The dataset includes 60 entries from 39 voluntary pregnant women, between the 21st and the 27th week of gestation, living in Sardinia (Italy), and recorded at the Pediatric Cardiology and Congenital Heart Disease Unit, Brotzu Hospital, Cagliari, between 2017 and 2018. Signal length varies from 7.5 s to 119.8 s (average 30.6 s $\pm$ 20.6 s). For every data record, two files are available: the PWD trace as an image in the standard bitmap (.bmp) format and the electrophysiological and respiration signals in open binary format. The former was acquired by means of a five-chamber apical window with a Philips iE33 Ultrasound Machine (Philips Healthcare, The Netherlands). The latter was acquired with a Porti7 portable physiological measurement system (TMSi, The Netherlands) and exported in a binary format (.bin) described in the following table (IEEE little-endian, the 8-byte data words of all channels are written sample-wise starting from channel 1 to channel c).

Description # of bytes precision
Sampling frequency 8 floating-point double precision
# of channels (r) 8 unsigned integer 64-bit
# of time samples (c) 8 unsigned integer 64-bit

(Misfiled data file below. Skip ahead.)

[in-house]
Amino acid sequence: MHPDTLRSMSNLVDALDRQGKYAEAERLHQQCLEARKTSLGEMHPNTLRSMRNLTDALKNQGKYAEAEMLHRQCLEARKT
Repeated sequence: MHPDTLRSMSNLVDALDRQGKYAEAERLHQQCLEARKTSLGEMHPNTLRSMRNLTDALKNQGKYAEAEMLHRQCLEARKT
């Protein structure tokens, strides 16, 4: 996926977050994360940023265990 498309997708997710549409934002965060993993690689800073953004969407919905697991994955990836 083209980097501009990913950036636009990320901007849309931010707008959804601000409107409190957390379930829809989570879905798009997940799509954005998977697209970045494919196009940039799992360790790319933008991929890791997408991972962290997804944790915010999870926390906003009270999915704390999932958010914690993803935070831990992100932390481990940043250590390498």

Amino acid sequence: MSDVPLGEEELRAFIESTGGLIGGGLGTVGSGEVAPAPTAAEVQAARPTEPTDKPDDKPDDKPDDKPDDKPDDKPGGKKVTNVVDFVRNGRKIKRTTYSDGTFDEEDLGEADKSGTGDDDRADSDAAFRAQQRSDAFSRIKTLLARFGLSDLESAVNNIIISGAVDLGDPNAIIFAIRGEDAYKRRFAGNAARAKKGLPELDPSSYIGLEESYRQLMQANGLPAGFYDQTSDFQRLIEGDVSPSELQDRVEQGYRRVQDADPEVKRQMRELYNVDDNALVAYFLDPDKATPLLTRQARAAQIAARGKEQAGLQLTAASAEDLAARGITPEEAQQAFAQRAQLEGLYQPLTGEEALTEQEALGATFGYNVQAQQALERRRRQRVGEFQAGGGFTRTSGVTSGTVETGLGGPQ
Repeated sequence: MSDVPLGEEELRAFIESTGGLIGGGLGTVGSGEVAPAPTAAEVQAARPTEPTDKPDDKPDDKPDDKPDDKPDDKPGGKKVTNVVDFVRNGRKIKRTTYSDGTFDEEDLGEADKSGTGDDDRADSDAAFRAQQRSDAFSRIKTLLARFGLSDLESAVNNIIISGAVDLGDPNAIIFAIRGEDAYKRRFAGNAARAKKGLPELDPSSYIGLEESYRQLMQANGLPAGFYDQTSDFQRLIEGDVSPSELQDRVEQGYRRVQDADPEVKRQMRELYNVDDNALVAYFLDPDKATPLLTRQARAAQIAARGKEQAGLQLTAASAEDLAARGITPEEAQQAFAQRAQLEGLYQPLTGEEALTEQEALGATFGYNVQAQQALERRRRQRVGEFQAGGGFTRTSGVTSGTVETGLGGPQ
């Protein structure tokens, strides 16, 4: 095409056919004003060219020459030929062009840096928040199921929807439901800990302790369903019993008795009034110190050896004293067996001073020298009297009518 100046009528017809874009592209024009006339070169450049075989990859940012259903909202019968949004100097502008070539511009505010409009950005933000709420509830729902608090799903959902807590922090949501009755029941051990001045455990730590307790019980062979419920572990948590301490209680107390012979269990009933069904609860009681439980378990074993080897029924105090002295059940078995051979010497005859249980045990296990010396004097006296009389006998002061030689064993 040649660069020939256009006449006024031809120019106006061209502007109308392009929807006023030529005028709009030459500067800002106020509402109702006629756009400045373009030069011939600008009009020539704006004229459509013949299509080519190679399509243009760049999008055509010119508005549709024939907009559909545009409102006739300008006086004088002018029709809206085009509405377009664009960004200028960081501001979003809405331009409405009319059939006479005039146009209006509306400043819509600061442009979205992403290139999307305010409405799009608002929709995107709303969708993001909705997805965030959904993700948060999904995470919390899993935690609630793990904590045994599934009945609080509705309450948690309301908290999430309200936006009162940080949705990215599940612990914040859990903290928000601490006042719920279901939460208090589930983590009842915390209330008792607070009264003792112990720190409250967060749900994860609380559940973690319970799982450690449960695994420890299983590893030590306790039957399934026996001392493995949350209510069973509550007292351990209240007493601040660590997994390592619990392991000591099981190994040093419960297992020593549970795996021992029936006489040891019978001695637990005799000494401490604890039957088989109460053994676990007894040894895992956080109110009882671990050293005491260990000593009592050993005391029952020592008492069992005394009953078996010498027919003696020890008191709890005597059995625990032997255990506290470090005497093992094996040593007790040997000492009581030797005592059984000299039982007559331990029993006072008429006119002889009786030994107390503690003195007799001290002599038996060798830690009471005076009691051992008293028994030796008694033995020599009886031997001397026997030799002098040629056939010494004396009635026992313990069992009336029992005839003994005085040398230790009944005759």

Data $8 \times r \times c$ floating-point double precision

In these files, the first 24 rows are associated to unipolar channels, gathering the signals from 24 electrodes placed on the maternal abdomen and back, rows from 25 to 27 are associated to differential channels gathering the signals from six electrodes positioned on the maternal thorax, for recording the maternal ECG, rows from 28-31 are associated to unused channels, row 32 is the maternal respiration signal, row 33 is an internal saw-tooth signal and row 34 is associated to the trigger signal used for synchronisation.

Usage Notes

A small library of Matlab (The Mathworks, MA, USA) custom functions accompanies the dataset. In particular, a binary file reader for Matlab is provided, enabling to load the signals acquired with the Porti7 electrophysiological recording system in a Matlab variable. Moreover, a graphical user interface enables simultaneously scrolling of the long PWD image (first loaded as .bmp file) and all the related Porti7 channels and internal signal (in .bin format).

Interested users can modify its source code in order to show the fECG signals extracted by the preferred method without any limitation. Finally, Matlab code to extract the PWD envelope is also available for PWD processing. It provides the upper and lower envelope from the long .bmp PWD images, as described in the referenced papers on this topic [5-7].

The dataset and processing tools are provided for scientific research purposes and may be used with proper citation to the indicated sources. Further processing tools can be obtained from [8].

Release Notes

All the signals come from cardiologically-healthy foetuses.

Acknowledgements